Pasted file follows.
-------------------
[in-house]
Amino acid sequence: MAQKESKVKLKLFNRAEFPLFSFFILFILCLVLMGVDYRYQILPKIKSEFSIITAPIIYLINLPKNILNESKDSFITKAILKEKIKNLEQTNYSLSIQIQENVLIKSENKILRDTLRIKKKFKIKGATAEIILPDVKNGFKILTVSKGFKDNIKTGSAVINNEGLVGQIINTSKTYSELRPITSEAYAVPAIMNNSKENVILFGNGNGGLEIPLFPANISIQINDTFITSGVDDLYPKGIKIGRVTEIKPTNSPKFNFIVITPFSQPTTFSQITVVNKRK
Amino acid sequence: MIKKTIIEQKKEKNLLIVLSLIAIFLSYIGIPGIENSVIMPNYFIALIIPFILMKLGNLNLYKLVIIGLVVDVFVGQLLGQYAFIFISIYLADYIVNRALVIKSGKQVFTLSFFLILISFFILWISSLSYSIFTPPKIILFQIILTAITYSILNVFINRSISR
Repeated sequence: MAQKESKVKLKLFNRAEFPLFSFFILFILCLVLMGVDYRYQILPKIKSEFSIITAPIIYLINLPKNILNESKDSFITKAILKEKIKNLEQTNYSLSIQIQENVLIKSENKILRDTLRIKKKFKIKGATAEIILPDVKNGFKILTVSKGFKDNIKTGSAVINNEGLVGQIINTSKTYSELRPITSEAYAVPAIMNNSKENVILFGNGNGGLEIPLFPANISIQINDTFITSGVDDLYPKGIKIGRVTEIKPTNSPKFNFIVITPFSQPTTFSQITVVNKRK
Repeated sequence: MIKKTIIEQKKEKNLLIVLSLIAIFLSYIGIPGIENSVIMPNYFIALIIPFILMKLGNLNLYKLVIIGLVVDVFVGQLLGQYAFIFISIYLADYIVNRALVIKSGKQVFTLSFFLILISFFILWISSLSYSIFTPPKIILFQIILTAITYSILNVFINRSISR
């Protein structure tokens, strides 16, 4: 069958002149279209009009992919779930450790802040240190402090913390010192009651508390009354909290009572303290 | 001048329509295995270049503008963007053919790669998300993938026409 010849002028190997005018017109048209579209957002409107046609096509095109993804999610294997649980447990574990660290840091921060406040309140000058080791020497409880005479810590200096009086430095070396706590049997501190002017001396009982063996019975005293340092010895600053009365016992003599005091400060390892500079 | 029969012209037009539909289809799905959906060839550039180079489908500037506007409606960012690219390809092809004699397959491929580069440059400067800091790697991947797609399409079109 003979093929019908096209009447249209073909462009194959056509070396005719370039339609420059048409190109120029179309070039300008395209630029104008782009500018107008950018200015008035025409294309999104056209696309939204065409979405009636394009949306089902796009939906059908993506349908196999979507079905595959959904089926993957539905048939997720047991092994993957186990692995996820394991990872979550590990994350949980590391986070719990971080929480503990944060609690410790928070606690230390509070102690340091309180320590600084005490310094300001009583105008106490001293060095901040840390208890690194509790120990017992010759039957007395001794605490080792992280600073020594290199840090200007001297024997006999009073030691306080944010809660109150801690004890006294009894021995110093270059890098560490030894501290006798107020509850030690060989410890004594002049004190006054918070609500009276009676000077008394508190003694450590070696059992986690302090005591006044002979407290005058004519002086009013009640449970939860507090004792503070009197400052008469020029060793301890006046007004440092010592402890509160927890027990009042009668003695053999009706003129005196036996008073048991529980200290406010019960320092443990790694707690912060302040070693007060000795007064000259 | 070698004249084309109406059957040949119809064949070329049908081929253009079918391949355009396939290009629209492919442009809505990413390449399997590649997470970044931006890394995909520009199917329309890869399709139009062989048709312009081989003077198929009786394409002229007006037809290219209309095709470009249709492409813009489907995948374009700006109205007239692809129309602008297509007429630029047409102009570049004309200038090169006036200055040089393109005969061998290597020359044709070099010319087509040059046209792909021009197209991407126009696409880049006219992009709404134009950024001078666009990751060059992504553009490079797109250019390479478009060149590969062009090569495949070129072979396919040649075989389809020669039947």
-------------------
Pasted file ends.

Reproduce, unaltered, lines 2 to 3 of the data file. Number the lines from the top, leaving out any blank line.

Amino acid sequence: MAQKESKVKLKLFNRAEFPLFSFFILFILCLVLMGVDYRYQILPKIKSEFSIITAPIIYLINLPKNILNESKDSFITKAILKEKIKNLEQTNYSLSIQIQENVLIKSENKILRDTLRIKKKFKIKGATAEIILPDVKNGFKILTVSKGFKDNIKTGSAVINNEGLVGQIINTSKTYSELRPITSEAYAVPAIMNNSKENVILFGNGNGGLEIPLFPANISIQINDTFITSGVDDLYPKGIKIGRVTEIKPTNSPKFNFIVITPFSQPTTFSQITVVNKRK
Amino acid sequence: MIKKTIIEQKKEKNLLIVLSLIAIFLSYIGIPGIENSVIMPNYFIALIIPFILMKLGNLNLYKLVIIGLVVDVFVGQLLGQYAFIFISIYLADYIVNRALVIKSGKQVFTLSFFLILISFFILWISSLSYSIFTPPKIILFQIILTAITYSILNVFINRSISR